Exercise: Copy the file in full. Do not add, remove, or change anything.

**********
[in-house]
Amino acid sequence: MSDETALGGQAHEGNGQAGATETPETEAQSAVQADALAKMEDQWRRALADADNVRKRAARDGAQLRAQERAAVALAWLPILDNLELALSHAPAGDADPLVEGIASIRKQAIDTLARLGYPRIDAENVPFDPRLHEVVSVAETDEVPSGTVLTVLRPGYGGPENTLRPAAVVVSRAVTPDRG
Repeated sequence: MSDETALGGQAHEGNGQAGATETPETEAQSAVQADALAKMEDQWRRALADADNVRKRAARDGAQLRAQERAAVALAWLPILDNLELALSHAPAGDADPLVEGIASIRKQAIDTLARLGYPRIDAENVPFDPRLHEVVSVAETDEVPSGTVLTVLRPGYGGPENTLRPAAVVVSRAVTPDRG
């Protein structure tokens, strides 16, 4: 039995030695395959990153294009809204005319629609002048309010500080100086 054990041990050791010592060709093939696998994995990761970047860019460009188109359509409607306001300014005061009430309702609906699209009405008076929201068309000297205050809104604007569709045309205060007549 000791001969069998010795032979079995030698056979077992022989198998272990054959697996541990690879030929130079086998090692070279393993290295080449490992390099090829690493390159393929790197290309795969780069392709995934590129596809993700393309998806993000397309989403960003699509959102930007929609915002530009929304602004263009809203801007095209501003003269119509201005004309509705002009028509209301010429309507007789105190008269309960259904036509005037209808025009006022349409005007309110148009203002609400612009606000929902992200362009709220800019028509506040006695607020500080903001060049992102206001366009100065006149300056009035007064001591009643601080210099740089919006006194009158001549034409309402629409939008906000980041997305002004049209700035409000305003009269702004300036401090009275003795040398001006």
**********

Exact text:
[in-house]
Amino acid sequence: MSDETALGGQAHEGNGQAGATETPETEAQSAVQADALAKMEDQWRRALADADNVRKRAARDGAQLRAQERAAVALAWLPILDNLELALSHAPAGDADPLVEGIASIRKQAIDTLARLGYPRIDAENVPFDPRLHEVVSVAETDEVPSGTVLTVLRPGYGGPENTLRPAAVVVSRAVTPDRG
Repeated sequence: MSDETALGGQAHEGNGQAGATETPETEAQSAVQADALAKMEDQWRRALADADNVRKRAARDGAQLRAQERAAVALAWLPILDNLELALSHAPAGDADPLVEGIASIRKQAIDTLARLGYPRIDAENVPFDPRLHEVVSVAETDEVPSGTVLTVLRPGYGGPENTLRPAAVVVSRAVTPDRG
């Protein structure tokens, strides 16, 4: 039995030695395959990153294009809204005319629609002048309010500080100086 054990041990050791010592060709093939696998994995990761970047860019460009188109359509409607306001300014005061009430309702609906699209009405008076929201068309000297205050809104604007569709045309205060007549 000791001969069998010795032979079995030698056979077992022989198998272990054959697996541990690879030929130079086998090692070279393993290295080449490992390099090829690493390159393929790197290309795969780069392709995934590129596809993700393309998806993000397309989403960003699509959102930007929609915002530009929304602004263009809203801007095209501003003269119509201005004309509705002009028509209301010429309507007789105190008269309960259904036509005037209808025009006022349409005007309110148009203002609400612009606000929902992200362009709220800019028509506040006695607020500080903001060049992102206001366009100065006149300056009035007064001591009643601080210099740089919006006194009158001549034409309402629409939008906000980041997305002004049209700035409000305003009269702004300036401090009275003795040398001006």